UCCJEA: Avoiding Jurisidictional Disputes Among States in Making Child Custody Determinations

In a previous blog, I highlighted that military and Federal employees (and their spouses) absent from Texas on public service may still file for divorce in Texas if Texas remains their “domicile” (i.e. permanent home to which they intend to return).  Click here to access that blog post.  The fact that a public servant serving outside of Texas can file for divorce in Texas doesn’t automatically give Texas jurisdiction to determine the initial orders for custody and visitation of the children.  Which states has jurisdiction to make the initial custody orders is determined by a uniform law called the UCCJEA.

The Uniform Child Custody Jurisdiction and Enforcement Act (UCCJEA) has been adopted in every state except one, that state being Massachusetts.  Massachusetts may soon join the fold as it has active legislation aimed at approval.  According to its authors, the purposes of the UCCJEA are to:

  1. Avoid jurisdictional disputes among states;
  2. Promote cooperation between courts of different states in interstate custody disputes; and,
  3. Discourage use of the interstate system to: (a) deter child abductions; (b) avoid re-litigation of custody decisions made by other states; and (c) facilitate enforcement of custody orders made by other states.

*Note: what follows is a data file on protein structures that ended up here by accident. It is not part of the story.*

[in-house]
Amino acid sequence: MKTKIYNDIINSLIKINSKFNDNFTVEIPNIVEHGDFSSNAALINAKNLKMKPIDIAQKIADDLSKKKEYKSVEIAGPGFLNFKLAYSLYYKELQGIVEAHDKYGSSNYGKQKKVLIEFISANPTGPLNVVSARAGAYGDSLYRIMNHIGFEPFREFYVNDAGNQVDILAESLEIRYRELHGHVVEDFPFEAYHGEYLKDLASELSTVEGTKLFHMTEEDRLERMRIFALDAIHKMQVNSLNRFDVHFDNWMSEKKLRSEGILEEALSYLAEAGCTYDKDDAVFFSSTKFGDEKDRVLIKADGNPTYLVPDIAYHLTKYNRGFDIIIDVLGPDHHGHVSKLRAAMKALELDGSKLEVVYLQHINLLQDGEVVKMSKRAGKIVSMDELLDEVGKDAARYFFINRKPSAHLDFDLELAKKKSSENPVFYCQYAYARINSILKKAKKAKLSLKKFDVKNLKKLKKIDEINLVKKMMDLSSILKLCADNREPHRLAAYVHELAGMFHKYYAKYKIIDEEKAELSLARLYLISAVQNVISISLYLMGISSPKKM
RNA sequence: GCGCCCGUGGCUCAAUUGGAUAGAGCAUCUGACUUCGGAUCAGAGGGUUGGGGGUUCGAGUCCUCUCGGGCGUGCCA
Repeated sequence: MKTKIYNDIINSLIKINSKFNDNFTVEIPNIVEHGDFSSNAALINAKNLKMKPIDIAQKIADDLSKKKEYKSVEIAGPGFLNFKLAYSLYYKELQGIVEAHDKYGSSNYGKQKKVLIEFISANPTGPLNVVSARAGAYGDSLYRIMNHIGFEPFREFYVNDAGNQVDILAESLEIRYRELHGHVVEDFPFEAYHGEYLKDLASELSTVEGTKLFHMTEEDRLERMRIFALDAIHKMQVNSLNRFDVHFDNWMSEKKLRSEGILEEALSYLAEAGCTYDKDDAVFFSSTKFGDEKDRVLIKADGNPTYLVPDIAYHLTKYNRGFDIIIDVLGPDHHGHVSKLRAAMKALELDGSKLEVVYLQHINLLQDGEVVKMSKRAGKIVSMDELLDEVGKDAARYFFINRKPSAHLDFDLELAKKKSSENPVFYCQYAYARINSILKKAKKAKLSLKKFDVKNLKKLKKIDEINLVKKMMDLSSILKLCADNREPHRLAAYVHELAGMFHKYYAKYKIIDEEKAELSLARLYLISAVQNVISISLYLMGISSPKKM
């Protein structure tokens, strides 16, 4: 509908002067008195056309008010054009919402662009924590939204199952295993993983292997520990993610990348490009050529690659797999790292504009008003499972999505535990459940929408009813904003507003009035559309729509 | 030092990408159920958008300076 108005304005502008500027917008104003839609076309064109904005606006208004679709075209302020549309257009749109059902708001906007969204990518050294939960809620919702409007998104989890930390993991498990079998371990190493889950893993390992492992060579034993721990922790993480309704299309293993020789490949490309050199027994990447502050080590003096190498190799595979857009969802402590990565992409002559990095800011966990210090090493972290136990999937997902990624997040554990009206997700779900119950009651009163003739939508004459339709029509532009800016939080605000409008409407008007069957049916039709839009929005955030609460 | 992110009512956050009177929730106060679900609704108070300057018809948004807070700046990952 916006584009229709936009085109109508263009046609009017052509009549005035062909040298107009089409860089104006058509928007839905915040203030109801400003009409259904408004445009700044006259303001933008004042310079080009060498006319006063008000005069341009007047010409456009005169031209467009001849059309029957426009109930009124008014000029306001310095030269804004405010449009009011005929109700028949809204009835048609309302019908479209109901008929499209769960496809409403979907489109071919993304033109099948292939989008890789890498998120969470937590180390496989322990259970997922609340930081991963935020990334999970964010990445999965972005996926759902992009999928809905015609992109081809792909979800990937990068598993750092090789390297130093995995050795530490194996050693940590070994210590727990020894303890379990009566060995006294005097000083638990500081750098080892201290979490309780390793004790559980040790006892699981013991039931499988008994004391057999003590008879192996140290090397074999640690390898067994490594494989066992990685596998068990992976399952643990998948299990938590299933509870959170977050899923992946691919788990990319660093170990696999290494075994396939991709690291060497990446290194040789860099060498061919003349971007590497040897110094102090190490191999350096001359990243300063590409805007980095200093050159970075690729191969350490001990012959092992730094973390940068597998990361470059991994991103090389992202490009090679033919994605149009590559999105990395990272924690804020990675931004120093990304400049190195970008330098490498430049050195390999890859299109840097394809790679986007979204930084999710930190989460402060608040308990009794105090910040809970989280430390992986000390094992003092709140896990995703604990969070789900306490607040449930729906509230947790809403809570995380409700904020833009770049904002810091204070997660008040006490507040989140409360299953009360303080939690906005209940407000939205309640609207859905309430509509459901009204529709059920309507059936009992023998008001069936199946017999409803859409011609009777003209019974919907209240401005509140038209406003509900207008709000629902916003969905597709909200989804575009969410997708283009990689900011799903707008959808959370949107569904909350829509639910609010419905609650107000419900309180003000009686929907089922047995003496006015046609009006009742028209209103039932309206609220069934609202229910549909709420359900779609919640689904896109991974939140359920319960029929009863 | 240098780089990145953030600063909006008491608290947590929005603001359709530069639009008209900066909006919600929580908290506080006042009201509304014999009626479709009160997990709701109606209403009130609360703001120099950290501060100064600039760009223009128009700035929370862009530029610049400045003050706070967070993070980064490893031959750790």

Under the UCCJEA, only the “home state” of the child has jurisdiction to make an initial custody determination (with few exceptions).  The “home state” is the state in which a child lived with the parent (or person acting as a parent) for at least the six months immediately before “commencement” of a child custody proceeding.  A proceeding “commences” upon the first filing of legal papers in a dispute touching upon custody (e.g. suit for divorce or suit for custody).

So, a military member or Federal employee (or spouse) who is a Texas domiciliary, but absent from Texas because of Federal service, may find that the state in which they currently reside–and only that state–has jurisdiction to make an initial custody determination. 

The UCCJEA contains narrow exceptions to its application.  And in other cases, some specific facts of the case might bear upon how the UCCJEA gets applied.  Some of these twist and intricacies will be the topics of later blogs.  For now, speak with a qualified military or Federal civil service divorce attorney for more information about how the UCCJEA might impact your decision, as a military or Federal employee (or spouse) on duty outside of Texas, to file for divorce in Texas.

Author Jim Cramp is a retired active duty colonel and principal attorney at the Cramp Law Firm.  The Cramp Law Firm provides a spectrum of family-related legal services in the greater San Antonio Region.